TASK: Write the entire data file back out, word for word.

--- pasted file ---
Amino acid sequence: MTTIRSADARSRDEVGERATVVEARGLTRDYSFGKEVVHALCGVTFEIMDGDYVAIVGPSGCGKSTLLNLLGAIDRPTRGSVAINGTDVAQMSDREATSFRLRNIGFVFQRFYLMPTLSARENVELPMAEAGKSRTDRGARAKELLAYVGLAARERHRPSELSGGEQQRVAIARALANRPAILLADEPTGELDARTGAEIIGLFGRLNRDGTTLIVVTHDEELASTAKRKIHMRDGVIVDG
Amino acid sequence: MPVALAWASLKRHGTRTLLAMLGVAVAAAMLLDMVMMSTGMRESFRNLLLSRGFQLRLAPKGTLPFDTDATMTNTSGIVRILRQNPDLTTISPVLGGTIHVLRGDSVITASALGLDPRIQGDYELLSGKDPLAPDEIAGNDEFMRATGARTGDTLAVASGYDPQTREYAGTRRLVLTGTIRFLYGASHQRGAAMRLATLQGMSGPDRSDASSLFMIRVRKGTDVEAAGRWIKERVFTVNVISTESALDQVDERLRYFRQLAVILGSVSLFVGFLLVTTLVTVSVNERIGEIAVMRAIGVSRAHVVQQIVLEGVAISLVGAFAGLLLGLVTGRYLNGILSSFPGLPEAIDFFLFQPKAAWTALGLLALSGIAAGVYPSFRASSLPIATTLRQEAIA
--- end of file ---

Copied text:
Amino acid sequence: MTTIRSADARSRDEVGERATVVEARGLTRDYSFGKEVVHALCGVTFEIMDGDYVAIVGPSGCGKSTLLNLLGAIDRPTRGSVAINGTDVAQMSDREATSFRLRNIGFVFQRFYLMPTLSARENVELPMAEAGKSRTDRGARAKELLAYVGLAARERHRPSELSGGEQQRVAIARALANRPAILLADEPTGELDARTGAEIIGLFGRLNRDGTTLIVVTHDEELASTAKRKIHMRDGVIVDG
Amino acid sequence: MPVALAWASLKRHGTRTLLAMLGVAVAAAMLLDMVMMSTGMRESFRNLLLSRGFQLRLAPKGTLPFDTDATMTNTSGIVRILRQNPDLTTISPVLGGTIHVLRGDSVITASALGLDPRIQGDYELLSGKDPLAPDEIAGNDEFMRATGARTGDTLAVASGYDPQTREYAGTRRLVLTGTIRFLYGASHQRGAAMRLATLQGMSGPDRSDASSLFMIRVRKGTDVEAAGRWIKERVFTVNVISTESALDQVDERLRYFRQLAVILGSVSLFVGFLLVTTLVTVSVNERIGEIAVMRAIGVSRAHVVQQIVLEGVAISLVGAFAGLLLGLVTGRYLNGILSSFPGLPEAIDFFLFQPKAAWTALGLLALSGIAAGVYPSFRASSLPIATTLRQEAIA